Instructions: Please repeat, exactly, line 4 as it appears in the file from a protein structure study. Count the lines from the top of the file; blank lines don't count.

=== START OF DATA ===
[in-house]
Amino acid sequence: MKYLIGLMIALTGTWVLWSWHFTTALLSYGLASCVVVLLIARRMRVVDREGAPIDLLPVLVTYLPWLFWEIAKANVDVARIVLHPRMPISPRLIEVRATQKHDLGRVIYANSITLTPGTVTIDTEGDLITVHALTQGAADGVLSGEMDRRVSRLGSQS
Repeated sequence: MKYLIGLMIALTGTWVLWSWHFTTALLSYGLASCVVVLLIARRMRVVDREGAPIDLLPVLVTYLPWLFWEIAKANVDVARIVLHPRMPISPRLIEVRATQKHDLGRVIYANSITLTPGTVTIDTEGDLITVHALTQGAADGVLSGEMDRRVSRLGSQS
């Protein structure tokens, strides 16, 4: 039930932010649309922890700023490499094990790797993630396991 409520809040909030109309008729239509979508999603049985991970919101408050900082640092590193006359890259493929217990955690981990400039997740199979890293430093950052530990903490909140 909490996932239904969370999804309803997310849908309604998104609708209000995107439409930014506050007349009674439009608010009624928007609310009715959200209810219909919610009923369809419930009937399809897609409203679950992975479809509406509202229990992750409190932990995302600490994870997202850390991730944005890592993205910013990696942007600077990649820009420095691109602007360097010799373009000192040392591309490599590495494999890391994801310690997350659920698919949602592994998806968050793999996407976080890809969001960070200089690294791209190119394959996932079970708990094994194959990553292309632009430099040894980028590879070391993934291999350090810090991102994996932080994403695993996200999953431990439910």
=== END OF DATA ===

């Protein structure tokens, strides 16, 4: 039930932010649309922890700023490499094990790797993630396991 409520809040909030109309008729239509979508999603049985991970919101408050900082640092590193006359890259493929217990955690981990400039997740199979890293430093950052530990903490909140 909490996932239904969370999804309803997310849908309604998104609708209000995107439409930014506050007349009674439009608010009624928007609310009715959200209810219909919610009923369809419930009937399809897609409203679950992975479809509406509202229990992750409190932990995302600490994870997202850390991730944005890592993205910013990696942007600077990649820009420095691109602007360097010799373009000192040392591309490599590495494999890391994801310690997350659920698919949602592994998806968050793999996407976080890809969001960070200089690294791209190119394959996932079970708990094994194959990553292309632009430099040894980028590879070391993934291999350090810090991102994996932080994403695993996200999953431990439910």